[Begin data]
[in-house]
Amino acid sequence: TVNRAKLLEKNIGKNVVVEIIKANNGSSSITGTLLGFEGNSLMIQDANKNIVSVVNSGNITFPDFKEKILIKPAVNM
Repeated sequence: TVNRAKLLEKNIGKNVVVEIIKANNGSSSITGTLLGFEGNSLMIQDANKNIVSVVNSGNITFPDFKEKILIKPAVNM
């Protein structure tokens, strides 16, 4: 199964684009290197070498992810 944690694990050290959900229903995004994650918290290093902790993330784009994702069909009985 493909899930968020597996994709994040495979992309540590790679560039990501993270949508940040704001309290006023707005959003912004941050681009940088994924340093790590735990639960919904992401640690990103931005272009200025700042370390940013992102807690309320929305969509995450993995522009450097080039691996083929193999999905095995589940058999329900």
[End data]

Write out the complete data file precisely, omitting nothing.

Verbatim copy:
[in-house]
Amino acid sequence: TVNRAKLLEKNIGKNVVVEIIKANNGSSSITGTLLGFEGNSLMIQDANKNIVSVVNSGNITFPDFKEKILIKPAVNM
Repeated sequence: TVNRAKLLEKNIGKNVVVEIIKANNGSSSITGTLLGFEGNSLMIQDANKNIVSVVNSGNITFPDFKEKILIKPAVNM
């Protein structure tokens, strides 16, 4: 199964684009290197070498992810 944690694990050290959900229903995004994650918290290093902790993330784009994702069909009985 493909899930968020597996994709994040495979992309540590790679560039990501993270949508940040704001309290006023707005959003912004941050681009940088994924340093790590735990639960919904992401640690990103931005272009200025700042370390940013992102807690309320929305969509995450993995522009450097080039691996083929193999999905095995589940058999329900």